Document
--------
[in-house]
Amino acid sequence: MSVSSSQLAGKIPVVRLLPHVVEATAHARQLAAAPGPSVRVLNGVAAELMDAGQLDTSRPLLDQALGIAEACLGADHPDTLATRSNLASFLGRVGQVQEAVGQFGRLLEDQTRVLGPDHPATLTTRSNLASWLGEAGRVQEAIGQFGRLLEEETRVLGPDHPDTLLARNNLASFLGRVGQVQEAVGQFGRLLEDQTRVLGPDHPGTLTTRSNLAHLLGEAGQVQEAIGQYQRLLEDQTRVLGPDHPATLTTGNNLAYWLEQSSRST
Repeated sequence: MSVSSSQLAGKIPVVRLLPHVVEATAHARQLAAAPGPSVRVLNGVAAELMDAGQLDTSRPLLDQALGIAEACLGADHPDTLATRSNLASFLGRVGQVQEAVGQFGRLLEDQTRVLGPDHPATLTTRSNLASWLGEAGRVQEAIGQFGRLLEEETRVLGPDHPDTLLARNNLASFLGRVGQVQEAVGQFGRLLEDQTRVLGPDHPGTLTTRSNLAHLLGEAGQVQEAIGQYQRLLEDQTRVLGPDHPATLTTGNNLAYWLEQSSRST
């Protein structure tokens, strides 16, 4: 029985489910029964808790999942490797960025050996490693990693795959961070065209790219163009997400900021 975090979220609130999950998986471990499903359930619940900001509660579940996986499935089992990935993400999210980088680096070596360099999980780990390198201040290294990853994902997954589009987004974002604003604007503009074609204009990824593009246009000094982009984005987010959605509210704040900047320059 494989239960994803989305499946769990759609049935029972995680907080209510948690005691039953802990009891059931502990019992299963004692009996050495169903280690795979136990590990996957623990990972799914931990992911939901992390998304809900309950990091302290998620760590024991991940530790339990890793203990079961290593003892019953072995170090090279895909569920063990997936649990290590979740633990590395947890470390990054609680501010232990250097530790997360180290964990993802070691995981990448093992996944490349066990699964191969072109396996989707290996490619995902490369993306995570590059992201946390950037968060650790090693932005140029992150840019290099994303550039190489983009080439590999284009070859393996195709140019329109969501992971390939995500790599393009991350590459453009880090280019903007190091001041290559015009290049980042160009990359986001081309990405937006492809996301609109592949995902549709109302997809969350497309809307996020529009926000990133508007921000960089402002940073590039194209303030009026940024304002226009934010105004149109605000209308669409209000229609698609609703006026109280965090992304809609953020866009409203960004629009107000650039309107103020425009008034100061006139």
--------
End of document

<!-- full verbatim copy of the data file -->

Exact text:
[in-house]
Amino acid sequence: MSVSSSQLAGKIPVVRLLPHVVEATAHARQLAAAPGPSVRVLNGVAAELMDAGQLDTSRPLLDQALGIAEACLGADHPDTLATRSNLASFLGRVGQVQEAVGQFGRLLEDQTRVLGPDHPATLTTRSNLASWLGEAGRVQEAIGQFGRLLEEETRVLGPDHPDTLLARNNLASFLGRVGQVQEAVGQFGRLLEDQTRVLGPDHPGTLTTRSNLAHLLGEAGQVQEAIGQYQRLLEDQTRVLGPDHPATLTTGNNLAYWLEQSSRST
Repeated sequence: MSVSSSQLAGKIPVVRLLPHVVEATAHARQLAAAPGPSVRVLNGVAAELMDAGQLDTSRPLLDQALGIAEACLGADHPDTLATRSNLASFLGRVGQVQEAVGQFGRLLEDQTRVLGPDHPATLTTRSNLASWLGEAGRVQEAIGQFGRLLEEETRVLGPDHPDTLLARNNLASFLGRVGQVQEAVGQFGRLLEDQTRVLGPDHPGTLTTRSNLAHLLGEAGQVQEAIGQYQRLLEDQTRVLGPDHPATLTTGNNLAYWLEQSSRST
């Protein structure tokens, strides 16, 4: 029985489910029964808790999942490797960025050996490693990693795959961070065209790219163009997400900021 975090979220609130999950998986471990499903359930619940900001509660579940996986499935089992990935993400999210980088680096070596360099999980780990390198201040290294990853994902997954589009987004974002604003604007503009074609204009990824593009246009000094982009984005987010959605509210704040900047320059 494989239960994803989305499946769990759609049935029972995680907080209510948690005691039953802990009891059931502990019992299963004692009996050495169903280690795979136990590990996957623990990972799914931990992911939901992390998304809900309950990091302290998620760590024991991940530790339990890793203990079961290593003892019953072995170090090279895909569920063990997936649990290590979740633990590395947890470390990054609680501010232990250097530790997360180290964990993802070691995981990448093992996944490349066990699964191969072109396996989707290996490619995902490369993306995570590059992201946390950037968060650790090693932005140029992150840019290099994303550039190489983009080439590999284009070859393996195709140019329109969501992971390939995500790599393009991350590459453009880090280019903007190091001041290559015009290049980042160009990359986001081309990405937006492809996301609109592949995902549709109302997809969350497309809307996020529009926000990133508007921000960089402002940073590039194209303030009026940024304002226009934010105004149109605000209308669409209000229609698609609703006026109280965090992304809609953020866009409203960004629009107000650039309107103020425009008034100061006139």